What do a cupcake with a birthday candle, Lego blocks, a boxing ring and the devil have in common? Combined by a physicist, they became an interesting way to explain what a flame is to children.
Ben Ames, who is working on his doctorate in quantum optics, won the Center for Communicating Science’s recent Flame Challenge, a contest to answer the question “What is a flame?” so an 11-year-old could understand.
More than 800 entries attempted to explain the concept in forms including essays, songs, poems, graphics and videos. The winning explanation, judged by children, is a 7-minute animated video that concludes with a song.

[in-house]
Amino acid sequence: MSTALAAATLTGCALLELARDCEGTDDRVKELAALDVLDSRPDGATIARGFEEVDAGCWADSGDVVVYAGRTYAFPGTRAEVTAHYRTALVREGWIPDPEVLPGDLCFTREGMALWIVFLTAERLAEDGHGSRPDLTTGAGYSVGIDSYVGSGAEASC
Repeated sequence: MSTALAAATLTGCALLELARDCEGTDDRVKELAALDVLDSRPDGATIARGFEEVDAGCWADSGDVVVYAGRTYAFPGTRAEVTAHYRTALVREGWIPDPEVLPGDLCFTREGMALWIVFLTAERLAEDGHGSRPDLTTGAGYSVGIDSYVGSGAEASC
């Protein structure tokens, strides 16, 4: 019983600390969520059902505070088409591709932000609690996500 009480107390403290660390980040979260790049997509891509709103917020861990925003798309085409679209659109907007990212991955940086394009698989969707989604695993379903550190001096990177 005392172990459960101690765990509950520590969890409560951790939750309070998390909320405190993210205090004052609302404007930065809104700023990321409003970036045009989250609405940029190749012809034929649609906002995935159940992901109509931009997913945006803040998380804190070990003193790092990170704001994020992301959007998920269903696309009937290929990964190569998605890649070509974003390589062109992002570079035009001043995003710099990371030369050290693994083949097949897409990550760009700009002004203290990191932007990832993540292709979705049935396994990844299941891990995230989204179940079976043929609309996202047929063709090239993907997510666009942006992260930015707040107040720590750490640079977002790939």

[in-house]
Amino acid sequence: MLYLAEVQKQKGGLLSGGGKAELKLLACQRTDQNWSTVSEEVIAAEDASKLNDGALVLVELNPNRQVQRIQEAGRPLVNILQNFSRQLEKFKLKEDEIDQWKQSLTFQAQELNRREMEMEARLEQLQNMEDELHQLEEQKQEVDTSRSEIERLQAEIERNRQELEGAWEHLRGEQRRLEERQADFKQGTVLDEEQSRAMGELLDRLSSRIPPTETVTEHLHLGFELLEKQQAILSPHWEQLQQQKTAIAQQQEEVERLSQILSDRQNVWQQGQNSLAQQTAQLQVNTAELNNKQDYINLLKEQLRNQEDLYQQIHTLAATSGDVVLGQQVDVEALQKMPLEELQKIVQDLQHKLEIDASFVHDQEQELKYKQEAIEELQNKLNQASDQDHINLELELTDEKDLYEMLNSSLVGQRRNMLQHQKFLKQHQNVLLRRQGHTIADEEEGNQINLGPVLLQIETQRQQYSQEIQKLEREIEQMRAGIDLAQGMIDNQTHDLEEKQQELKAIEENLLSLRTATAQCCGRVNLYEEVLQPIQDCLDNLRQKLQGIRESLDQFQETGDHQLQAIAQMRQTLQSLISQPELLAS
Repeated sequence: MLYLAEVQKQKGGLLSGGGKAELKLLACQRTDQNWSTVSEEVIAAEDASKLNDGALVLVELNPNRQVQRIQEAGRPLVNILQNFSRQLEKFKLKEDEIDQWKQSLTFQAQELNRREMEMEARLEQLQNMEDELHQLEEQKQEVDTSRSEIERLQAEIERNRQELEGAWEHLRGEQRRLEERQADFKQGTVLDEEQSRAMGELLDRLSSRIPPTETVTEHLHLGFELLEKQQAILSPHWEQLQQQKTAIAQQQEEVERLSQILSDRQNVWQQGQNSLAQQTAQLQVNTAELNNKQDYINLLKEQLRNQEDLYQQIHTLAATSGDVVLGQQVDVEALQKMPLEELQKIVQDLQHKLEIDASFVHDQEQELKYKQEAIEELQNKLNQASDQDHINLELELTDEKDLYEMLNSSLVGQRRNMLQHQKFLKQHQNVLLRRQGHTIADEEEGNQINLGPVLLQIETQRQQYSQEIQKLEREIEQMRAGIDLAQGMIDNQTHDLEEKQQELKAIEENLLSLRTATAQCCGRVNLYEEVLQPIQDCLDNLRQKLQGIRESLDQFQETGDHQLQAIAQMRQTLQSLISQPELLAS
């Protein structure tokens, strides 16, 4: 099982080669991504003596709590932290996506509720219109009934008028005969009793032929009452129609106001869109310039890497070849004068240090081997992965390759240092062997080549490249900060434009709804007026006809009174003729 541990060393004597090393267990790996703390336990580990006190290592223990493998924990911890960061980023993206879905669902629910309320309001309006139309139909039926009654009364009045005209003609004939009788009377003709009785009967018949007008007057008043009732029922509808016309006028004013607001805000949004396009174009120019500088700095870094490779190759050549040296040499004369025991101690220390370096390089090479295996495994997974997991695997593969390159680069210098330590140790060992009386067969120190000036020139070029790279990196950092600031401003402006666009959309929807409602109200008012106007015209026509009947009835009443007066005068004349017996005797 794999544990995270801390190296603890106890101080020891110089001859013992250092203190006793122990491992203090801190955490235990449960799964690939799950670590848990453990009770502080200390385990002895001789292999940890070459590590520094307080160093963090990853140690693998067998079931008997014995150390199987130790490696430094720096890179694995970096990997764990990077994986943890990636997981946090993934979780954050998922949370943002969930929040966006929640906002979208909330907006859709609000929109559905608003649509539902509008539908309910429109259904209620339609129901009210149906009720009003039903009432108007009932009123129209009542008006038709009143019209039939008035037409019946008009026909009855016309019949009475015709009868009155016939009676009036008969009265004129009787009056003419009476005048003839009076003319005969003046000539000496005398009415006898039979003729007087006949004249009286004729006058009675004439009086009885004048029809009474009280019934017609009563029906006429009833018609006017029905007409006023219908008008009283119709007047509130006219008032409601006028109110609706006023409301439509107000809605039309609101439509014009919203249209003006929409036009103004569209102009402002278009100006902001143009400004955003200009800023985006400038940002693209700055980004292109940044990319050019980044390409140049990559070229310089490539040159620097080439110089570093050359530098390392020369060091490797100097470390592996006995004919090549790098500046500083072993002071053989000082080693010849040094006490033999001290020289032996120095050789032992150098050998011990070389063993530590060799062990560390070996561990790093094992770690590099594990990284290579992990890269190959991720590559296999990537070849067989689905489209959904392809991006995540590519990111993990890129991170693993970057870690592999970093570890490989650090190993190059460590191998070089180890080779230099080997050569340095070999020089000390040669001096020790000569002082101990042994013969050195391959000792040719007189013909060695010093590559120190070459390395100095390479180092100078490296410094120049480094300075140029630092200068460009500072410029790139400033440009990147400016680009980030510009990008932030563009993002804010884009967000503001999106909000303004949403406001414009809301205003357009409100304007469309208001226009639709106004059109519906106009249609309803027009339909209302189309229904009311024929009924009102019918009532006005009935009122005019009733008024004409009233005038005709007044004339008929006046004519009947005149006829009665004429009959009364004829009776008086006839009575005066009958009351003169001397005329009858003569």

Although Ames was interested in science from an early age, he also has a background in performing arts and music, so the Flame Challenge allowed him to use a wide variety of his skills and knowledge.
The next time you must explain a complex concept to people who are unfamiliar with the topic, start with simple items or concepts that are familiar to them. Use those elements to build your explanation. Integrate your hobby or other outside interests into your speech and you will be able to bring additional passion to your presentation.
What is the most interesting explanation you have seen or given?